ISLAMABAD, Pakistan (AP) — A Pakistani commission investigating the U.S. raid that killed Osama bin Laden has ordered the government to prevent the al Qaeda chief's wives and children from leaving Pakistan without its permission.
The late-Tuesday order was directed in part at Pakistan's powerful Inter-Services Intelligence spy agency, which tends to operate beyond civilian control — a sign that the commission was taking advantage of the unusual public pressure on the security establishment since the raid to push its investigation forward.
But whether the security agencies will pay heed to the panel's demands remains to be seen. Pakistan's history is riddled with commissions and inquiries that accomplished little to nothing — or whose findings were never released to the public — partly because of the military's and spy agencies' interference.
Three of bin Laden's wives and several children have been detained since the May 2 American raid on the terror leader's compound in the northwest Pakistani garrison city of Abbottabad. In recent days, Pakistani authorities indicated they were about to send the youngest wife to Yemen, her native country.
The unilateral U.S. operation infuriated Pakistanis, who saw it as a violation of their country's sovereignty. At the same time, U.S. lawmakers were outraged to learn that bin Laden had managed to hide, apparently for years, in a city that is home to a top Pakistani military academy.
The al Qaeda leader's discovery has raised suspicions that elements of Pakistan's armed forces or intelligence services aided bin Laden, but U.S. officials have said they've seen no evidence that Pakistan's top civilian or military leaders knew of his whereabouts.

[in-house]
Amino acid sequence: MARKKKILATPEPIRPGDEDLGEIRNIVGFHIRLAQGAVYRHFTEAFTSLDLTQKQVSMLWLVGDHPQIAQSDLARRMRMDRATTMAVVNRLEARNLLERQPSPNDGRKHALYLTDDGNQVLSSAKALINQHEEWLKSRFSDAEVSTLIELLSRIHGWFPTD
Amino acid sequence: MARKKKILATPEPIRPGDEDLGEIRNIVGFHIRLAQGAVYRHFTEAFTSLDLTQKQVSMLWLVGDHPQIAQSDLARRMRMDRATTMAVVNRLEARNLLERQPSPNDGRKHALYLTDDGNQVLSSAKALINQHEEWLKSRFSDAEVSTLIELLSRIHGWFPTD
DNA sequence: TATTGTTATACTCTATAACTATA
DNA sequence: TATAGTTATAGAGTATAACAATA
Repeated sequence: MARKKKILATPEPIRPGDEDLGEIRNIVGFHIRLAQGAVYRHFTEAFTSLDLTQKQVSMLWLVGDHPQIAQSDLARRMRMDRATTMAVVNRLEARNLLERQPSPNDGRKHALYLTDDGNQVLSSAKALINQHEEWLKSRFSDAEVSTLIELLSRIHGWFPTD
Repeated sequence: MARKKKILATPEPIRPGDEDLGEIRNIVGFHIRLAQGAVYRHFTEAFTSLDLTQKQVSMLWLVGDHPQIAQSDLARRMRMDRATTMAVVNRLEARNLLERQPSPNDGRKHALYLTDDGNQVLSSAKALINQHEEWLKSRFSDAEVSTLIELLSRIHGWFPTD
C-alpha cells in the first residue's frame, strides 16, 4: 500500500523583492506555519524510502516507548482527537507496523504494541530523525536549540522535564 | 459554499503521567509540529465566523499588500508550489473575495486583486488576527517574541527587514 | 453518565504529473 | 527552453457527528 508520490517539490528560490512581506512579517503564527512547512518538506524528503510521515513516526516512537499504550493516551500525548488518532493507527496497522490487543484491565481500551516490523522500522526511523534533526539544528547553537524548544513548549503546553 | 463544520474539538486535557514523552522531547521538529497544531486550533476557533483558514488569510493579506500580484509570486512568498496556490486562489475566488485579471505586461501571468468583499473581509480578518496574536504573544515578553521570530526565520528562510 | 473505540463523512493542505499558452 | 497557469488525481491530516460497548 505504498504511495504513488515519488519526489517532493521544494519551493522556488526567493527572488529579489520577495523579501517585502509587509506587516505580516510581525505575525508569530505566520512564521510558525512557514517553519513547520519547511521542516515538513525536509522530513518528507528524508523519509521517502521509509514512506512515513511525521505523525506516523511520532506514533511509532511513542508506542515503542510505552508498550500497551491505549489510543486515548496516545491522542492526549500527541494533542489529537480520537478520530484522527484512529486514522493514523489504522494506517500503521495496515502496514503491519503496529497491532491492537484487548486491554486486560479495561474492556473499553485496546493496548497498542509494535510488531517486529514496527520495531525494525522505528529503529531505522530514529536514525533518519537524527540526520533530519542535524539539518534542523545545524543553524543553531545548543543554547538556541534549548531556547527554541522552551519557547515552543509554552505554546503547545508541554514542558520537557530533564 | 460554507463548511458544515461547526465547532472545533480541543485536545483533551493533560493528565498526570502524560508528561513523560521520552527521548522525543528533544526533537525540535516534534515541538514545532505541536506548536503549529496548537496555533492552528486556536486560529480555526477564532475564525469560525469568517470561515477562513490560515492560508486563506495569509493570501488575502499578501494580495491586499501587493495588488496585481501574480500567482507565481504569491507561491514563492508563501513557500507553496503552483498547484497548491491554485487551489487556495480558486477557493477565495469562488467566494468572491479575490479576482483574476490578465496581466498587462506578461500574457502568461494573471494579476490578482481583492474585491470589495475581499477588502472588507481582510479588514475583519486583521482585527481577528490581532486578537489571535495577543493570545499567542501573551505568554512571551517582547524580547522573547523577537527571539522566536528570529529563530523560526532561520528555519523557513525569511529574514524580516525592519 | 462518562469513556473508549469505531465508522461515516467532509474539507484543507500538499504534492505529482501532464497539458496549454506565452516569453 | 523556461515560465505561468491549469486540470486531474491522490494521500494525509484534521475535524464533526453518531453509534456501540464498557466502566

The establishment of the commission came after pressure from lawmakers, especially in the opposition, who did not want the military to carry out its own probe. The panel is headed by a Supreme Court justice, but it also includes a retired general and representatives from the police and diplomatic community.
The commission is charged with investigating how bin Laden managed to hide in Abbottabad for so long and the circumstances surrounding the U.S. operation. Its first meeting, held Tuesday, was not open to the public or the press.
According to a statement late Tuesday, the group promised a thorough and independent investigation. It said it would call upon senior civilian and military leaders to attend proceedings if necessary, and it also encouraged members of the public who had information to contact it.
"Their identity will be kept confidential and they will also be legally protected," the statement added.